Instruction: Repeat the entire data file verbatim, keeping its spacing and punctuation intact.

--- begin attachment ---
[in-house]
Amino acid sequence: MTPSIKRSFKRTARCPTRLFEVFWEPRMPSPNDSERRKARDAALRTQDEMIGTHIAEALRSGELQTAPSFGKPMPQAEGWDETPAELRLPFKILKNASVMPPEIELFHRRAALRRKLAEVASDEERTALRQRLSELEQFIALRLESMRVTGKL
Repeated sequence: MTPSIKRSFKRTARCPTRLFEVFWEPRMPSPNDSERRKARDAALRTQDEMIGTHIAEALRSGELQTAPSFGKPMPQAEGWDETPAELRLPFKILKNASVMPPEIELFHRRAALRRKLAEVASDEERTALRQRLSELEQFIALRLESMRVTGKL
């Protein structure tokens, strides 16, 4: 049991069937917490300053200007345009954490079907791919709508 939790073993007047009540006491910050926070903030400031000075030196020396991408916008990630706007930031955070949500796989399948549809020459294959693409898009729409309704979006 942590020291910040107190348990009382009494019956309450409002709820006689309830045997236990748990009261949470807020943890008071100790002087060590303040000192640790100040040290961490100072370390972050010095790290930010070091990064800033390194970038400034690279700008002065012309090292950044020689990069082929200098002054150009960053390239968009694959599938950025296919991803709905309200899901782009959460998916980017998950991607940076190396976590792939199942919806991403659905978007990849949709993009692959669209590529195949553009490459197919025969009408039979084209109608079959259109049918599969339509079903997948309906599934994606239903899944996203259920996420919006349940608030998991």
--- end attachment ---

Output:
[in-house]
Amino acid sequence: MTPSIKRSFKRTARCPTRLFEVFWEPRMPSPNDSERRKARDAALRTQDEMIGTHIAEALRSGELQTAPSFGKPMPQAEGWDETPAELRLPFKILKNASVMPPEIELFHRRAALRRKLAEVASDEERTALRQRLSELEQFIALRLESMRVTGKL
Repeated sequence: MTPSIKRSFKRTARCPTRLFEVFWEPRMPSPNDSERRKARDAALRTQDEMIGTHIAEALRSGELQTAPSFGKPMPQAEGWDETPAELRLPFKILKNASVMPPEIELFHRRAALRRKLAEVASDEERTALRQRLSELEQFIALRLESMRVTGKL
């Protein structure tokens, strides 16, 4: 049991069937917490300053200007345009954490079907791919709508 939790073993007047009540006491910050926070903030400031000075030196020396991408916008990630706007930031955070949500796989399948549809020459294959693409898009729409309704979006 942590020291910040107190348990009382009494019956309450409002709820006689309830045997236990748990009261949470807020943890008071100790002087060590303040000192640790100040040290961490100072370390972050010095790290930010070091990064800033390194970038400034690279700008002065012309090292950044020689990069082929200098002054150009960053390239968009694959599938950025296919991803709905309200899901782009959460998916980017998950991607940076190396976590792939199942919806991403659905978007990849949709993009692959669209590529195949553009490459197919025969009408039979084209109608079959259109049918599969339509079903997948309906599934994606239903899944996203259920996420919006349940608030998991």